Before I switched to this system, we used to take them to the gate and have them wait outside, and I would send them out to their parents outside the gate. But even then once a child got away from me, because she wandered away while my back was turned as I was handing children to the parents. She walked away to the playground and I never noticed that she had left. Meanwhile, her parents were late picking up. I had not put the two events together, and about twenty minutes later, they came to my door and asked for their daughter. I was stunned, since I had no idea where she was! It was absolutely awful for a moment or two, until she showed up right there, twenty feet away, playing by herself on the kinder playground! They were furious, and went to the principal to complain. They were right to do so, because I had essentially lost their child. But the principal supported me and said, “Hey, she wandered away, and you were late. You share some of the blame here.” They pulled the child from the school completely. I felt just awful! After that, I moved the entire class inside to dismiss, and I haven’t lost a child yet- other than one sneaking into the bathroom without permission during dismissal- and they always show up eventually!
    Heidi

    • I agree, valet parking is no fun. I put my foot down when they changed the child safety seat laws in TX and almost all of my pre-k students were supposed to be in car seats. I decided it was too risky to put a child into a car who was not properly restrained according to the law. I was fortunate that my administration agreed and we also moved dismissal inside- but other campuses weren’t as lucky. Some of the campuses in my district don’t have a choice because they don’t have enough parking for parents. They have to pay a city police officer to direct and move traffic as quickly as possible during arrival and dismissal or it backs up onto major roads and causes major problems.

  5. Karen @ PreKinders says:

    Neat idea! I really need one of those Cricut machines! :)

    • Yes, you really need to catch up with technology and get a Cricut machine- and a telephone machine and a tv machine too while you’re at it :) lol

  6. I teach in a public school, and my classroom exits to a small hallway where the kids have their lockers, and then the door to outside and the playground is right there. I teach the children and the parents that the child needs to give me a high five before they can leave me. (I stand outside as they come out the door) It has worked well over the last 14 years, only have had 1 or 2 in all that time go off to play on the playground equipment before their parent picked them up. Any children who need to go to the main entrance to catch a bus or daycare van is escorted from outside with me by a 5th grade student, so the children still have to high 5 me, to let me know they are leaving.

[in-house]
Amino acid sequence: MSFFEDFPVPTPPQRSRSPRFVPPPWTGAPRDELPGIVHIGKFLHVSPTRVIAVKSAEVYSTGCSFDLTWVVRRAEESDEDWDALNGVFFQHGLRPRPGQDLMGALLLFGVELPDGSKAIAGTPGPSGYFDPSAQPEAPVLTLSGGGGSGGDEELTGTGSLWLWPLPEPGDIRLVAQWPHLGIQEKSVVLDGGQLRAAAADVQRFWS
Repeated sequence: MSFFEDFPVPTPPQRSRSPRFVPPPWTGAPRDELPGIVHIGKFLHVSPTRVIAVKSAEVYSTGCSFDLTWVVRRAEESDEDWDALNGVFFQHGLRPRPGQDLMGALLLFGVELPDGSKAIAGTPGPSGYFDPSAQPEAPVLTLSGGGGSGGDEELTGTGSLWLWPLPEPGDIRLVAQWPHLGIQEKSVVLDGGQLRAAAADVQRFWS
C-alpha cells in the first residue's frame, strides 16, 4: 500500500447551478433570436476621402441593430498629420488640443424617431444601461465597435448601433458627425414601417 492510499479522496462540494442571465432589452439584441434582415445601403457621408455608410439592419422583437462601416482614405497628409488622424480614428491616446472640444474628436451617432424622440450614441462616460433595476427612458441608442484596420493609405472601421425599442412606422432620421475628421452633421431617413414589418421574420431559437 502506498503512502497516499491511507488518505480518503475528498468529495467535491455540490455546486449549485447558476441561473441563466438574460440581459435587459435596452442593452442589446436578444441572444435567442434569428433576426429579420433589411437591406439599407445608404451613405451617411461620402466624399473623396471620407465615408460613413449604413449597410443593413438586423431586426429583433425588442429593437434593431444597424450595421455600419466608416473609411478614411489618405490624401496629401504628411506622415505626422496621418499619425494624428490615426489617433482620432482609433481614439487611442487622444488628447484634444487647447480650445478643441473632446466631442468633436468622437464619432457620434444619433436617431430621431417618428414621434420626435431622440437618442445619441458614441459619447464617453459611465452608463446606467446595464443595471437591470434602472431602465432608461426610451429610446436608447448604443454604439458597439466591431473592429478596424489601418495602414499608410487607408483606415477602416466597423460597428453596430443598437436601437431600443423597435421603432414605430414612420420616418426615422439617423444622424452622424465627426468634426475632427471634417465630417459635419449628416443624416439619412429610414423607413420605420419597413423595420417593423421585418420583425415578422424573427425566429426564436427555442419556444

7. Chris Ann Prescott says:

    Our dismissal time seems like a nightmare! Our church preschool is a 3 1/2 hour program and we have carpool in the morning, but parents have to come in to pick up in the afternoon. Four out of the five days, there are afterschool activities like ballet, karate, art, etc. that are spread out across the campus and my assistant has to take some while I’m left behind with the others waiting for parents and getting kids dressed for karate. Needless to say, we have kids going everywhere while those left behind waiting for their parents are running around the classroom. We’ve tried everything from giving the kids jobs like stacking chairs, wiping tables, to having them sit at their table reading books until their parent arrives. I try to have an afternoon circle time and a goodbye song, but that is also difficult to do when we have to “dress” the others so that they are not late for their activities.

    Did I mention I have 18 four year olds and 12 of them are boys? Any ideas would be appreciated!!

  8. I teach at an elementary school that has six eng. and 2 bilingual pre-k classes. We begin loading 30 min. before the k-5th. We dismiss in the bus zone before the busses come. There is enough room for two lanes of traffic. One teacher has a megaphone and calls out the name and teacher of the child as the car come thru the line and. Stops at the designated spot. Each car has the child’s name and teachers name on card stock placed in the front of the car or someone in the car holds it up. If a parent forgets or someone different try’s to pick up a child they are directed to the front. They have to sign out their child at the office. We can load @ 100 kids in @ 15 min. The “left overs are taken to the foyer and the parent comes in and signs them out:)

  9. We have a long sidewalk along a curb for pick up. The first parent that arrives for pick up pulls up to a painted red mark and other parents line up behind the first. We bring all the kids outside at the same time. They stand on a red line painted on the sidewalk. We have a yellow line under cover to use on rainy days. We painted 3 circles (one red, one yellow, one blue) on the side walk spaced the distance of a car length apart. Then we have 3 squares (one red, one yellow, one blue) and then 3 triangles (one red, one yellow, one blue). As we recognize the driver of the car we call out either the students names and we tell them what shape and color to stand on. They stand on the shape and then board the car. No car is allowed to pull out and around the car in front of them for safety reasons. Once the lead car pulls away others follow and the next round of cars pull in with the first car of that pack pulling up to the marked line. By then we are predicting which car is coming in the line and we call out students to stand on a specific shape. By the time the cars pull forward a child is standing and waiting. The rule is they are not allowed to move until the wheels stop moving! We are dismissing about 40+ kids and it takes about 5-10 minutes. We encourage the parents picking up several children to arrive at the end of the pick up line since it takes longer to buckle up more than one child. We also encourage parents to stay off cell phones during arrival and/or dismissal. Not only because of safety but we want them to be “present” to hear about their child’s day at preschool.

    We run into problems when parents have similar style or colored vehicle. I think this year I will try your idea and give the parents something to make their car look different from a peers car. Maybe the parents would have something to hang from the mirror for us.